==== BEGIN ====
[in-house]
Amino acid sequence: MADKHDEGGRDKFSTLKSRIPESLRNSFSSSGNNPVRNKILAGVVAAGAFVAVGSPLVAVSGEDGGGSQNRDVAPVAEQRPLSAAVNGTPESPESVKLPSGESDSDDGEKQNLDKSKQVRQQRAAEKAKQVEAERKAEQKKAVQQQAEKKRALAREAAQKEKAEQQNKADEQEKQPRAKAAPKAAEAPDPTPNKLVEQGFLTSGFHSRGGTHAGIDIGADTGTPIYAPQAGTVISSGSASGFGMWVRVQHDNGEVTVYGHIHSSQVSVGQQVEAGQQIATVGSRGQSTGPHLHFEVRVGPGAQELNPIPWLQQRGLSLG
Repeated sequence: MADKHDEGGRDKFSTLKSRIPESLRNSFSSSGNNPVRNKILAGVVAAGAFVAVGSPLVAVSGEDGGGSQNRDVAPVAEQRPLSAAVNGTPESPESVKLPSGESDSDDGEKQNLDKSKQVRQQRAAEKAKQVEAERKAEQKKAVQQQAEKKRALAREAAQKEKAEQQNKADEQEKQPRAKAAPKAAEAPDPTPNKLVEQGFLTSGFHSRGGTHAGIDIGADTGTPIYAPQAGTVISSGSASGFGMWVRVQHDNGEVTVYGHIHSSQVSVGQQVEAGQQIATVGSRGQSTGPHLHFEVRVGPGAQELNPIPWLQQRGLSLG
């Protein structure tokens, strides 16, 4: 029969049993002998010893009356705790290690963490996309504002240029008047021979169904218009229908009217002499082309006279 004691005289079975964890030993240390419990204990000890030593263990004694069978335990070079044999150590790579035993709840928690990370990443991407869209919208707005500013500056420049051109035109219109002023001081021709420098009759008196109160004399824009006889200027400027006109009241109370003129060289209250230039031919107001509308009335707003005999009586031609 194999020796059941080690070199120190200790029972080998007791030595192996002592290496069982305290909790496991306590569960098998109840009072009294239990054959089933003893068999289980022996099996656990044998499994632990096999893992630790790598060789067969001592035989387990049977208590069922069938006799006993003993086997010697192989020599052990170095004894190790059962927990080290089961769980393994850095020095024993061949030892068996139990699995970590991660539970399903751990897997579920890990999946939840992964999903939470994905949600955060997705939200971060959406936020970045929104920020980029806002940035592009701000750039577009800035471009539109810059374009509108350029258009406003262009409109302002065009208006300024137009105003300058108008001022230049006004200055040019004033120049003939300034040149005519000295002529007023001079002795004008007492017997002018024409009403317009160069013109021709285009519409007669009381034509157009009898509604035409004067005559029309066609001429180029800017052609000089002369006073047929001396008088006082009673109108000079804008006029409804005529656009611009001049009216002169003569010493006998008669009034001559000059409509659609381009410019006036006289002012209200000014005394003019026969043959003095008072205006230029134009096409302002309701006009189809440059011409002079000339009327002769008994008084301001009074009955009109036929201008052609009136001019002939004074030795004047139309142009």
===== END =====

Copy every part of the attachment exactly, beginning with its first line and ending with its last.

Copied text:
[in-house]
Amino acid sequence: MADKHDEGGRDKFSTLKSRIPESLRNSFSSSGNNPVRNKILAGVVAAGAFVAVGSPLVAVSGEDGGGSQNRDVAPVAEQRPLSAAVNGTPESPESVKLPSGESDSDDGEKQNLDKSKQVRQQRAAEKAKQVEAERKAEQKKAVQQQAEKKRALAREAAQKEKAEQQNKADEQEKQPRAKAAPKAAEAPDPTPNKLVEQGFLTSGFHSRGGTHAGIDIGADTGTPIYAPQAGTVISSGSASGFGMWVRVQHDNGEVTVYGHIHSSQVSVGQQVEAGQQIATVGSRGQSTGPHLHFEVRVGPGAQELNPIPWLQQRGLSLG
Repeated sequence: MADKHDEGGRDKFSTLKSRIPESLRNSFSSSGNNPVRNKILAGVVAAGAFVAVGSPLVAVSGEDGGGSQNRDVAPVAEQRPLSAAVNGTPESPESVKLPSGESDSDDGEKQNLDKSKQVRQQRAAEKAKQVEAERKAEQKKAVQQQAEKKRALAREAAQKEKAEQQNKADEQEKQPRAKAAPKAAEAPDPTPNKLVEQGFLTSGFHSRGGTHAGIDIGADTGTPIYAPQAGTVISSGSASGFGMWVRVQHDNGEVTVYGHIHSSQVSVGQQVEAGQQIATVGSRGQSTGPHLHFEVRVGPGAQELNPIPWLQQRGLSLG
């Protein structure tokens, strides 16, 4: 029969049993002998010893009356705790290690963490996309504002240029008047021979169904218009229908009217002499082309006279 004691005289079975964890030993240390419990204990000890030593263990004694069978335990070079044999150590790579035993709840928690990370990443991407869209919208707005500013500056420049051109035109219109002023001081021709420098009759008196109160004399824009006889200027400027006109009241109370003129060289209250230039031919107001509308009335707003005999009586031609 194999020796059941080690070199120190200790029972080998007791030595192996002592290496069982305290909790496991306590569960098998109840009072009294239990054959089933003893068999289980022996099996656990044998499994632990096999893992630790790598060789067969001592035989387990049977208590069922069938006799006993003993086997010697192989020599052990170095004894190790059962927990080290089961769980393994850095020095024993061949030892068996139990699995970590991660539970399903751990897997579920890990999946939840992964999903939470994905949600955060997705939200971060959406936020970045929104920020980029806002940035592009701000750039577009800035471009539109810059374009509108350029258009406003262009409109302002065009208006300024137009105003300058108008001022230049006004200055040019004033120049003939300034040149005519000295002529007023001079002795004008007492017997002018024409009403317009160069013109021709285009519409007669009381034509157009009898509604035409004067005559029309066609001429180029800017052609000089002369006073047929001396008088006082009673109108000079804008006029409804005529656009611009001049009216002169003569010493006998008669009034001559000059409509659609381009410019006036006289002012209200000014005394003019026969043959003095008072205006230029134009096409302002309701006009189809440059011409002079000339009327002769008994008084301001009074009955009109036929201008052609009136001019002939004074030795004047139309142009």